MARY REICHARD, HOST: Today is Friday, April 19th. Thank you for turning to WORLD Radio to help start your day. Good morning. I’m Mary Reichard.
NICK EICHER, HOST: And I’m Nick Eicher. Coming next on The World and Everything in It: The Highwaymen.
It’s a new film Megan Basham has seen, and she’s here to tell us about it.
MEGAN BASHAM, FILM CRITIC: At the 2017 Academy Awards, actors Warren Beatty and Faye Dunaway presented the biggest prize of the evening—Best Picture.
AUDIO: And the Academy Award for Best Picture…
It was the first time they’d taken the Oscar stage together. The pairing was meant to evoke the glamor and coolness of their revered 1967 classic, Bonnie and Clyde. It was also exactly the image and impulse writer/director John Lee Hancock rejects in his latest film, The Highwaymen.
As a professing Christian, Hancock usually makes movies that reflect the family friendly entertainment most believers probably think filmmakers of faith should be making. The Blind Side, The Rookie, and Saving Mr. Banks— all are rated G to PG-13. And all have easily accessible feel-good themes.
The Highwaymen, which became available last month on Netflix, is different. To start with, it’s rated R for language and a final scene of fairly graphic, though I would argue appropriate, violence.
Yet while the profanity is frequent, and sometimes unnecessary even for authenticity’s sake, it may be Hancock’s most biblically grounded film yet. It doesn’t only take on the Depression-era criminal spree of Bonnie Parker and Clyde Barrow: It pushes back against the myth of nobility Hollywood has built around countless criminals.
From the first scenes, Hancock turns both barrels on the so-called “legend” of Bonnie and Clyde.
CLIP: Some folks are saying Parker and Barrow are heroes, calling them Robin Hoods. Are they Robin Hoods, Ma? Did Robin Hood ever shoot a gas station attendant point blank in the head for $4 and a tank of gas?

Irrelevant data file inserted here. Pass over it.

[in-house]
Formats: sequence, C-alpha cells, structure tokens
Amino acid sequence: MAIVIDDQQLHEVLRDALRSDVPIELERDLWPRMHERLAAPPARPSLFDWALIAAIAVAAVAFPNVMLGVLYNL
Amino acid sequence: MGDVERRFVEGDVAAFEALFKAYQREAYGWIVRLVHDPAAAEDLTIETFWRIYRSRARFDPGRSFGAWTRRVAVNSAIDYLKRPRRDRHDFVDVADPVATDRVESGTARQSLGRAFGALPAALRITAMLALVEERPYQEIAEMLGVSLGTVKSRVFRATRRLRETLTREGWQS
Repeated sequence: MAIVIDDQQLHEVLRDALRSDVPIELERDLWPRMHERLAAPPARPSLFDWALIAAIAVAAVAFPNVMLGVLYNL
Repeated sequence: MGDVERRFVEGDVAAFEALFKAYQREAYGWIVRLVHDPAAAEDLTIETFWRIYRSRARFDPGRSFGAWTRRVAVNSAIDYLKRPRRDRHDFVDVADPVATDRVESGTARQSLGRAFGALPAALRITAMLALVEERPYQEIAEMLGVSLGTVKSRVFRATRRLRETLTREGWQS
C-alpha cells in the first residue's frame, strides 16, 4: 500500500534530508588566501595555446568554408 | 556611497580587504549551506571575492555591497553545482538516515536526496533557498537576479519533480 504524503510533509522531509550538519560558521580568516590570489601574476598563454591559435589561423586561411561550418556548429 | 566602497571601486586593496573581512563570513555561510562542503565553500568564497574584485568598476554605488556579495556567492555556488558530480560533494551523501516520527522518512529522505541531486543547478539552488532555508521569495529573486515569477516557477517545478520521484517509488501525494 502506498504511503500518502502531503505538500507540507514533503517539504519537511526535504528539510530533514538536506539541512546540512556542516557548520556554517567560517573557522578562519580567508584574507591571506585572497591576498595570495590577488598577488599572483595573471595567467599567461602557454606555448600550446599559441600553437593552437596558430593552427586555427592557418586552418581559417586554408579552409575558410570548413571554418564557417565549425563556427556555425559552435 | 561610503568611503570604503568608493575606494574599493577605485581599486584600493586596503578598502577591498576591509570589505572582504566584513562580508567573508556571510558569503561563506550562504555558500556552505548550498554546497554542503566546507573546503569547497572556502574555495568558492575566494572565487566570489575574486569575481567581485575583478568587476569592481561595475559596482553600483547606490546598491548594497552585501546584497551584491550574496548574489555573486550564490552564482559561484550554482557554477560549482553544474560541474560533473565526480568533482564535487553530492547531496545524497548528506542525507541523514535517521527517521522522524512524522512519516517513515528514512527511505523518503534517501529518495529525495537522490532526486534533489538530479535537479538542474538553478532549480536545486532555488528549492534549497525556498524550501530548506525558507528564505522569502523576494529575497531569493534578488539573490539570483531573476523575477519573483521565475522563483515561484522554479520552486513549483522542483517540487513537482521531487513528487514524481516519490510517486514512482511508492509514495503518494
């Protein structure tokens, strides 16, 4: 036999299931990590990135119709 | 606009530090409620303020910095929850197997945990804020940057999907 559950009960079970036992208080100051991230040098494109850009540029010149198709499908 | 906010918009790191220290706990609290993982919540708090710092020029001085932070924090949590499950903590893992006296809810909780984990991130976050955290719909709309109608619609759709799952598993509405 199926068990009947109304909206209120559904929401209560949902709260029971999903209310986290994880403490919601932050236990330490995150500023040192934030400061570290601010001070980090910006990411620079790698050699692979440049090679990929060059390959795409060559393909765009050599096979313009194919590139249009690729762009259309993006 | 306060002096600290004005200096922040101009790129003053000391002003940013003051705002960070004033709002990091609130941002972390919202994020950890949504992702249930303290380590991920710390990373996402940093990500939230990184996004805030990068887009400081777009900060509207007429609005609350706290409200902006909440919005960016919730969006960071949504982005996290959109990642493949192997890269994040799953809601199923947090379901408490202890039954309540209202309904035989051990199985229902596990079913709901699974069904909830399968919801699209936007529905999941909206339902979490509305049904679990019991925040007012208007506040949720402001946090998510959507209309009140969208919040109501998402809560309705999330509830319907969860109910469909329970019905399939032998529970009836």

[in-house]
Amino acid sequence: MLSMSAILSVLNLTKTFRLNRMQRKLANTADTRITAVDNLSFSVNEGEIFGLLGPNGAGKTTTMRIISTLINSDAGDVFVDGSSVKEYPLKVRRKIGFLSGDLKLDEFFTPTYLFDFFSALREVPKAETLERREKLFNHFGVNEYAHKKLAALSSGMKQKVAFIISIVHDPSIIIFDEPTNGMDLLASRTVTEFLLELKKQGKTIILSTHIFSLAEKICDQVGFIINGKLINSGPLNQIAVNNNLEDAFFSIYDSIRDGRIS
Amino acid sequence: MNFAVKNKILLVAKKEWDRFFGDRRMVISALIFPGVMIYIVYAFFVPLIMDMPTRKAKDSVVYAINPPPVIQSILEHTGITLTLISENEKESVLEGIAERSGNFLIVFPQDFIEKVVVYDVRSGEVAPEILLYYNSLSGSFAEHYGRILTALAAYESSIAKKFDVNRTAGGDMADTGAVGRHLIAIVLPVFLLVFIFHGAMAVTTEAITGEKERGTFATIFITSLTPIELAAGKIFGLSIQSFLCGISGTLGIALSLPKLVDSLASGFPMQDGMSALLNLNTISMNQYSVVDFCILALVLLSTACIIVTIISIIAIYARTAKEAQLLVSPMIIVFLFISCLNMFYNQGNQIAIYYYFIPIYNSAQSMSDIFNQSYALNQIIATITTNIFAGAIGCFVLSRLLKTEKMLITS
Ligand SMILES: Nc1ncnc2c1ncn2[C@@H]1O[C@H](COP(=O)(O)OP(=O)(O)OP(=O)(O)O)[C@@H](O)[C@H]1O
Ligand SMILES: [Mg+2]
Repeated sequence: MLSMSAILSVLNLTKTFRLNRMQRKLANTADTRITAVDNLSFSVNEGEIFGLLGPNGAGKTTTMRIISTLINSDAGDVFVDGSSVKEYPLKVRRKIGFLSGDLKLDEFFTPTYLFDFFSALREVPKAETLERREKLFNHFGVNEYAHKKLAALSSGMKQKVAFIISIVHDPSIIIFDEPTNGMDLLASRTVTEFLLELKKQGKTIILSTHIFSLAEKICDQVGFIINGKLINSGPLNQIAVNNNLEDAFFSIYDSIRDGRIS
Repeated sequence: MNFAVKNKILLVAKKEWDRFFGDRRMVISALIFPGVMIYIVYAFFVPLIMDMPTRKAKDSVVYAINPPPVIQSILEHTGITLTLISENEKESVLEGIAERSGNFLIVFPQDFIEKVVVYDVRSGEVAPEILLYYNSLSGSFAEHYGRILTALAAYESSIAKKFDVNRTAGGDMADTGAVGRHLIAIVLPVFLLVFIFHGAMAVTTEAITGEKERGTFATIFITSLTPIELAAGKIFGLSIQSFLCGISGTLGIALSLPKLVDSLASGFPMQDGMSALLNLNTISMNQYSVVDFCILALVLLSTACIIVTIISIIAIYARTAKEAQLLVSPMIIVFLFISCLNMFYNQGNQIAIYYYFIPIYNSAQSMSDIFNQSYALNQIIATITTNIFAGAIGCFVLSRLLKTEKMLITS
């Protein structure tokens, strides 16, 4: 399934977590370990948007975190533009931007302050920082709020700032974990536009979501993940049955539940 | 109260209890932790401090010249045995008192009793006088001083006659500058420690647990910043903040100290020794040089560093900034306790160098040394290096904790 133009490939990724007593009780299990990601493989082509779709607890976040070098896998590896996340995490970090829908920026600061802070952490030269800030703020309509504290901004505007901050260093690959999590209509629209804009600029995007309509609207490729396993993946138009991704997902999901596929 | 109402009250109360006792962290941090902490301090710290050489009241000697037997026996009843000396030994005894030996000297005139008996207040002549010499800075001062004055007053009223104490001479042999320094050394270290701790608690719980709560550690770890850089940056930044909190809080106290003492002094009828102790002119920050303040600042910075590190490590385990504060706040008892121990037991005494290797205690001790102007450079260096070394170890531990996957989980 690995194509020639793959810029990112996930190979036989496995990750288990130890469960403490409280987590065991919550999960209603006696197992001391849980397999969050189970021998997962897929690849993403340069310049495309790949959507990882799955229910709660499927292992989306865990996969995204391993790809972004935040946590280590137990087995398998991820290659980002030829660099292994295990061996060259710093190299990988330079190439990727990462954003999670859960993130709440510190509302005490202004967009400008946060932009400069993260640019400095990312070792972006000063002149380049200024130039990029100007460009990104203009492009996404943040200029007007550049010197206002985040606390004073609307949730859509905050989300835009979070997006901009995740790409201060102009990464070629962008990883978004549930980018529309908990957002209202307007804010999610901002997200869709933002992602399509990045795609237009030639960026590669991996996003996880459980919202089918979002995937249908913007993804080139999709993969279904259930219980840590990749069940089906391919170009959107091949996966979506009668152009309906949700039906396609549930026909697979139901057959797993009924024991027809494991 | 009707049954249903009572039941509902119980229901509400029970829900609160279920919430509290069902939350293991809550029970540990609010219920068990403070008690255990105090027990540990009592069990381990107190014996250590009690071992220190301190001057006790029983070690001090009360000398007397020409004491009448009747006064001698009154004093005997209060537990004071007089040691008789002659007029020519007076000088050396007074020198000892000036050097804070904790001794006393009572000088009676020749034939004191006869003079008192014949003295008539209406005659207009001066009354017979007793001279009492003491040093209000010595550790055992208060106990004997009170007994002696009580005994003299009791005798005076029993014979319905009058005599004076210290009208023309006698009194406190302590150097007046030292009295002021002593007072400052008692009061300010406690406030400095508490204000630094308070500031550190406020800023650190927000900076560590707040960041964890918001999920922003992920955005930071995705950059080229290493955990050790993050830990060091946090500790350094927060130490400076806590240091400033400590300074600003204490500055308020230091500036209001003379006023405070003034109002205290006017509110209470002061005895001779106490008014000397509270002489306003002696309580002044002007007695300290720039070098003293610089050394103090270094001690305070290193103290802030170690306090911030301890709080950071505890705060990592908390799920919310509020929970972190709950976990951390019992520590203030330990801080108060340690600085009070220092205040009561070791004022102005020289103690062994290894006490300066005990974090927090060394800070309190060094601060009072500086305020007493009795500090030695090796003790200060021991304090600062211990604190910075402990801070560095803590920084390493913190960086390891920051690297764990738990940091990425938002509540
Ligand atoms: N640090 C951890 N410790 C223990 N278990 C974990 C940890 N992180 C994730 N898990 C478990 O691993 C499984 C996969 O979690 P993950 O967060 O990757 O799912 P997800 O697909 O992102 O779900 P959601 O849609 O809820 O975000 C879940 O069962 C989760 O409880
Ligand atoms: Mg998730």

Since J. Edgar Hoover’s newfangled methods like wire-tapping are proving no help in tracking down the killers, Ma turns to two retired Texas Rangers. Frank Hamer and Maney Gault are played with steely efficiency and great chemistry by Kevin Costner and Woody Harrelson.
Repeatedly, The Highwaymen corrects the fictitious record of the Beatty-Dunaway film. It shows that far from being a bumbling publicity-hound, Hamer was a smart, serious lawman who was never taken hostage by the photogenic duo.
At the same time, Hancock resists painting a purely honorable portrait of the Rangers. It’s clear Hamer and Gault have a history of bending rules to suit their aims and do so again in pursuit of the Barrow gang.
CLIP: If it’s Bonnie and Clyde you’re looking for, I ain’t seen ‘em. And if I did, all the luck to ‘em. They only takin’ from the banks who are taking from the poor folks. Like me. There’s a peace officer who died in a puddle himself back in Dallas. His family will be in the breadline next week. All luck to ‘em? All luck to ‘em? Pancho! Is that really all you have to say son? Pancho!
However, Hancock maintains the moral standard he’s set. If his indictment of Hollywood’s idolization of Bonnie and Clyde tweaks the left, Gault’s comments about the emotional toll he’s suffered for following Hamer deftly challenges those on the right who love renegade cop stories.
Meanwhile, Hamer reveals in a speech that he once wanted to be a pastor before circumstances revealed a capacity for violence in his nature. It suggests, like King David, there are blessings he missed out on due to the blood on his hands.
It probably shouldn’t be surprising that the Highwaymen’s mainstream reviews have been only fair, given how hard it pushes back against a film revered in Hollywood. And there’s no question it indicts the media for making heroes of the wrong people.
But that would just be another us vs. them movie, and The Highwaymen is more than that. It also shows that the tendency to worship the worst things is a temptation of all our fallen, sinful hearts. After all, yellow journalists can’t feed a public who aren’t hungry for their wares.
From Jesse James and Billy the Kid to the Godfather and the Goodfellas to rappers who brag about drug-dealing and sex-trafficking, idolizing immorality is hardly unusual. But, as The Highwaymen points out, what woe comes to a culture that calls good evil and evil good.
For WORLD Radio, I’m Megan Basham.